Scalloped Potatoes

March  5, 2020
7 Ratings
Author Notes

Scalloped potatoes used to mean something else entirely. In the late 1800s, this term referred to mashed potatoes, covered in grated cheese, and baked in scallop shells. By the following century, the recipe moved into a baking dish, and eventually it evolved into the creamy gratin we expect today.

Most contemporary American scalloped potatoes recipes look a lot like the French gratin dauphinois. A version of this recipe appears in the famous Julia Child cookbook Mastering the Art of French Cooking. There, she translates gratin dauphinois as “scalloped potatoes with milk, cheese, and a pinch of garlic.” It’s Julia’s excellent version that we used as a jumping-off point in developing our best scalloped potatoes recipe.

Like gratin dauphinois, scalloped potatoes include thinly sliced potatoes, milk and/or heavy cream, and a top layer that’s golden and crispy from the oven. But, there is actually little consensus on whether scalloped potatoes should include cheese, and how scalloped potatoes differ from a gratin or casserole. Several sources insist that scalloped potatoes shouldn’t include cheese, yet the majority of popular scalloped potatoes recipes on the internet do include cheese.

After weighing the pros and cons, we decided to add cheese—because scalloped potato enthusiasts expect as much, and roasted potatoes taste delicious with a layer of bubbly cheese on top. We considered using Gruyère or cheddar and, after trying both, went with Gruyère, due to its nutty-sweet flavor and A+ melting. If you can’t find Gruyère (or don’t like it), Comté or a quality Swiss cheese are also great options; you just want a cheese that’s deeply savory, pleasantly assertive, and doesn’t get too oily as it melts.

When it comes to potatoes, we chose to use Yukon Golds rather than starchier Russets. While Russets can break apart easily when sliced and baked, Yukons hold up well, and have a denser, creamier texture.

Now, what to cook these potatoes in? Milk can curdle when it simmers in the oven. The taste remains good, but it’s visually unappealing. Some recipes solve this problem by making a béchamel sauce, or milk gravy (milk thickened with a roux of butter and flour). We chose to simplify the process by using heavy cream instead. It yields a rich, savory flavor, is less work, and is gluten-free.

You could call it a day with just the cream, but a couple bonuses go a long way. For added flavor, we infuse it with a bay leaf and some minced garlic. Though these ingredients get strained out and discarded, their subtle flavor perfumes the finished dish. Fresh thyme is also used to add depth, as it’s sprinkled among the layers of potato. Of course, you can use rosemary or sage if you prefer, but we found that fresh thyme works best to compliment the potatoes without overwhelming the dish.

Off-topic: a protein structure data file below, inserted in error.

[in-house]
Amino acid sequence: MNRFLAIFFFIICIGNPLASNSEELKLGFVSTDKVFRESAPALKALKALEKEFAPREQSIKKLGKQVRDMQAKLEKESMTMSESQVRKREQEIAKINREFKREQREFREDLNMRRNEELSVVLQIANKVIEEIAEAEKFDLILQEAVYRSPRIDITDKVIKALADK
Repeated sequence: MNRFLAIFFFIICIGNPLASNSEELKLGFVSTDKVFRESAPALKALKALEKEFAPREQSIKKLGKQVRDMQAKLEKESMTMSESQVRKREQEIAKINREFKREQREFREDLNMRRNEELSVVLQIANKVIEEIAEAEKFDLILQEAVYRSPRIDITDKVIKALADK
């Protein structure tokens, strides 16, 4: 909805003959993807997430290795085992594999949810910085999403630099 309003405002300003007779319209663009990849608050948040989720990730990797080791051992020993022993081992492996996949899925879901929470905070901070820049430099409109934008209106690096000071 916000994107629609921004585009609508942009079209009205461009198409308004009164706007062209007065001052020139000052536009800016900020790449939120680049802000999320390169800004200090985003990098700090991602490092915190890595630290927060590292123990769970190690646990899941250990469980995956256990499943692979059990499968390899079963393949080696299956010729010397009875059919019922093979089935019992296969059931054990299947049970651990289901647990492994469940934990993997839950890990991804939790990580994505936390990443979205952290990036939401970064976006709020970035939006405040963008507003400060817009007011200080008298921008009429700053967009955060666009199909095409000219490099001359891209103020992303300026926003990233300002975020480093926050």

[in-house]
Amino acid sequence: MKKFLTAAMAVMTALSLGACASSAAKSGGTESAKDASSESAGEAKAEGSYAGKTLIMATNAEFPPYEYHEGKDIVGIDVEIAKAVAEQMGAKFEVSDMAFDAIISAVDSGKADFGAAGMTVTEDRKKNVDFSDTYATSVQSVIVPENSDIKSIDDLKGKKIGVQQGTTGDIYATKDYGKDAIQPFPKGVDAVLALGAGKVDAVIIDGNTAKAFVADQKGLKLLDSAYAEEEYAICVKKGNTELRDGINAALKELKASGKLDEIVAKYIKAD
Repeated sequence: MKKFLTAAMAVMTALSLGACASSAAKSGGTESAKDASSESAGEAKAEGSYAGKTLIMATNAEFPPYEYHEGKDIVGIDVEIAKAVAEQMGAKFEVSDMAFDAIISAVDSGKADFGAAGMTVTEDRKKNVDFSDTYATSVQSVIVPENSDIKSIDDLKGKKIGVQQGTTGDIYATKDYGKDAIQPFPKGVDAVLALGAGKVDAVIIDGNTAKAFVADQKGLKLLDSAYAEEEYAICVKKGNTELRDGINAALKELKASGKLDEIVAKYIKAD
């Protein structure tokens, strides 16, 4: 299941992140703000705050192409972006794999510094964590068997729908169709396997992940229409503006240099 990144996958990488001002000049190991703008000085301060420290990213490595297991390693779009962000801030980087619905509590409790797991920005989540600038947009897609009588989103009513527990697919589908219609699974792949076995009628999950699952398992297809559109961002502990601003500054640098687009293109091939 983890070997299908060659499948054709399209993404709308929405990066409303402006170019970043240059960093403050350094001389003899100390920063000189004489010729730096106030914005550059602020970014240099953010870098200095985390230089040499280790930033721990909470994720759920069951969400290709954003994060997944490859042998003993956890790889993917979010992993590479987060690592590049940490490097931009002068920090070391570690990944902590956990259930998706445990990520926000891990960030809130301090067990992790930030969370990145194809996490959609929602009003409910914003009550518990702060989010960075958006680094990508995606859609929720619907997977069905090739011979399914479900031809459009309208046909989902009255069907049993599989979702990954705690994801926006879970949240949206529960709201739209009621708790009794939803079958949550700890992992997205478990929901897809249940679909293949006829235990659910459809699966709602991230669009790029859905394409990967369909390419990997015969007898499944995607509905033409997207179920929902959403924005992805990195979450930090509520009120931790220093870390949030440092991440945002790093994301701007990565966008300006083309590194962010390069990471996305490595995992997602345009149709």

One final important note: When the scalloped potatoes come out of the oven, you should wait 20 to 30 minutes before serving. This is a dish that needs some time to settle, and actually tastes better warm than hot.
Josh Cohen

  • Prep time 20 minutes
  • Cook time 1 hour 15 minutes
  • Serves 4-6 people
  • 3 cups heavy cream
  • 2 bay leaves, fresh or dried
  • 4 cloves garlic, minced
  • 2 teaspoons kosher salt, divided
  • 1/2 tablespoon unsalted butter
  • 2 1/2 pounds Yukon Gold potatoes
  • 1 tablespoon roughly chopped fresh thyme leaves
  • Freshly ground black pepper
  • 2 ounces Gruyère cheese, grated (about ½ cup)
  • Thinly sliced chives, to sprinkle on top (optional)
In This Recipe
  1. Add the heavy cream, bay leaves, garlic, and 1 teaspoon salt to a small pot and set over medium heat. When the cream just begins to simmer, stir, and remove from the heat.
  2. Set a rack in the middle of the oven and heat to 325°F. Grease a 9-inch cast iron skillet with the butter. Peel the potatoes, then carefully slice them on a mandoline to about ⅛-inch thick (if you don’t own a mandoline, do your best with a sharp chef’s knife). Use a fine-mesh strainer to strain the cream mixture; discard the garlic and bay leaf.
  3. You’re going to make four layers of potatoes in the cast iron skillet. For the first layer, shingle about a quarter of the potato slices (9 to 10 ounces) across the bottom; there should be no visible cast-iron. Season this layer with a robust amount of freshly ground black pepper (about 10 to 15 cracks from a peppermill), ¼ teaspoon of salt, and a small pinch of thyme (using about ¼ of your total amount of thyme). Evenly pour ¾ cup of cream on top.
  4. Repeat the above step three more times, until you’ve used up all the ingredients.
  5. Place the skillet on the middle rack and cook for 55 minutes, or until the top layer of potatoes just begins to turn golden brown. At that point, remove the skillet from the oven and set the oven to broil. Sprinkle the Gruyère on top and return the skillet to the middle rack in the oven. Cook until the top of the potatoes are deeply golden brown, approximately 3 to 5 minutes. Keep a close watch, because the cheese can quickly burn under the broiler.
  6. Let the scalloped potatoes rest for 20 to 30 minutes before serving. Just before digging in, garnish with freshly ground black pepper and (if you want) some chives.

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Josh Cohen

Recipe by: Josh Cohen

Born and raised in Brooklyn, I’m perpetually inspired by the diversity of foods that exist in this city. I love shopping at the farmer’s market, making ingredients taste like the best versions of themselves, and rolling fresh pasta. I learned how to make fresh pasta in Italy, where I spent the first 6 months of my career as a chef. I've been cooking professionally in New York City since 2010.